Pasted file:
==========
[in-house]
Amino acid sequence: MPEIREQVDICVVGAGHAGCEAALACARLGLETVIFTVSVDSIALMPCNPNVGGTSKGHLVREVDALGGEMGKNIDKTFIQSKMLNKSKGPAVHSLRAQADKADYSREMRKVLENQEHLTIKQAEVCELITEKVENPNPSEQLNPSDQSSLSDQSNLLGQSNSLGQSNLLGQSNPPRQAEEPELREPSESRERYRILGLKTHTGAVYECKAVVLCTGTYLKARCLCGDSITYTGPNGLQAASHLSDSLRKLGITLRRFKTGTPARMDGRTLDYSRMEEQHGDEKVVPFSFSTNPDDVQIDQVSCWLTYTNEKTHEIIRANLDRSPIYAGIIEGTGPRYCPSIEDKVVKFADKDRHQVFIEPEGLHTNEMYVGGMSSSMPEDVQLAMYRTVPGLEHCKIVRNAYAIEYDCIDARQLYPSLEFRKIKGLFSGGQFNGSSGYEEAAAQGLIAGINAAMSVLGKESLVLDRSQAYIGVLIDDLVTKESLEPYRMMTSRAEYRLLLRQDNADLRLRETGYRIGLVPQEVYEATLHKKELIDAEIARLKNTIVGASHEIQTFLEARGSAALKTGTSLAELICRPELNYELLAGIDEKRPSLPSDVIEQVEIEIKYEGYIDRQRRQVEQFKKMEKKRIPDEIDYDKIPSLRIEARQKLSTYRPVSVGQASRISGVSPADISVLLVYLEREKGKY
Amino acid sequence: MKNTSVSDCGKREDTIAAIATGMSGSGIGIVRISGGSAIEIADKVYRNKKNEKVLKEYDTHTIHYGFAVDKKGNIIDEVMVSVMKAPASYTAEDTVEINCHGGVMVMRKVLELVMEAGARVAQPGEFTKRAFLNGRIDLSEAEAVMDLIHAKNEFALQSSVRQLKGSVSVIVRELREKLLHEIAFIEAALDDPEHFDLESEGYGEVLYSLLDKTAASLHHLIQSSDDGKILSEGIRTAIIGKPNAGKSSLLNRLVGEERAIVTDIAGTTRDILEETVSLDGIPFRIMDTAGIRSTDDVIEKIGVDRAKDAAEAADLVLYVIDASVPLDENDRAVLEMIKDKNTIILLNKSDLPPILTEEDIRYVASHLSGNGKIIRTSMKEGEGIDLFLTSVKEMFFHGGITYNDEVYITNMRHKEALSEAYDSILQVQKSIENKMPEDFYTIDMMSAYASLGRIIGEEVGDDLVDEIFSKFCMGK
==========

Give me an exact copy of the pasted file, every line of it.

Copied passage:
[in-house]
Amino acid sequence: MPEIREQVDICVVGAGHAGCEAALACARLGLETVIFTVSVDSIALMPCNPNVGGTSKGHLVREVDALGGEMGKNIDKTFIQSKMLNKSKGPAVHSLRAQADKADYSREMRKVLENQEHLTIKQAEVCELITEKVENPNPSEQLNPSDQSSLSDQSNLLGQSNSLGQSNLLGQSNPPRQAEEPELREPSESRERYRILGLKTHTGAVYECKAVVLCTGTYLKARCLCGDSITYTGPNGLQAASHLSDSLRKLGITLRRFKTGTPARMDGRTLDYSRMEEQHGDEKVVPFSFSTNPDDVQIDQVSCWLTYTNEKTHEIIRANLDRSPIYAGIIEGTGPRYCPSIEDKVVKFADKDRHQVFIEPEGLHTNEMYVGGMSSSMPEDVQLAMYRTVPGLEHCKIVRNAYAIEYDCIDARQLYPSLEFRKIKGLFSGGQFNGSSGYEEAAAQGLIAGINAAMSVLGKESLVLDRSQAYIGVLIDDLVTKESLEPYRMMTSRAEYRLLLRQDNADLRLRETGYRIGLVPQEVYEATLHKKELIDAEIARLKNTIVGASHEIQTFLEARGSAALKTGTSLAELICRPELNYELLAGIDEKRPSLPSDVIEQVEIEIKYEGYIDRQRRQVEQFKKMEKKRIPDEIDYDKIPSLRIEARQKLSTYRPVSVGQASRISGVSPADISVLLVYLEREKGKY
Amino acid sequence: MKNTSVSDCGKREDTIAAIATGMSGSGIGIVRISGGSAIEIADKVYRNKKNEKVLKEYDTHTIHYGFAVDKKGNIIDEVMVSVMKAPASYTAEDTVEINCHGGVMVMRKVLELVMEAGARVAQPGEFTKRAFLNGRIDLSEAEAVMDLIHAKNEFALQSSVRQLKGSVSVIVRELREKLLHEIAFIEAALDDPEHFDLESEGYGEVLYSLLDKTAASLHHLIQSSDDGKILSEGIRTAIIGKPNAGKSSLLNRLVGEERAIVTDIAGTTRDILEETVSLDGIPFRIMDTAGIRSTDDVIEKIGVDRAKDAAEAADLVLYVIDASVPLDENDRAVLEMIKDKNTIILLNKSDLPPILTEEDIRYVASHLSGNGKIIRTSMKEGEGIDLFLTSVKEMFFHGGITYNDEVYITNMRHKEALSEAYDSILQVQKSIENKMPEDFYTIDMMSAYASLGRIIGEEVGDDLVDEIFSKFCMGK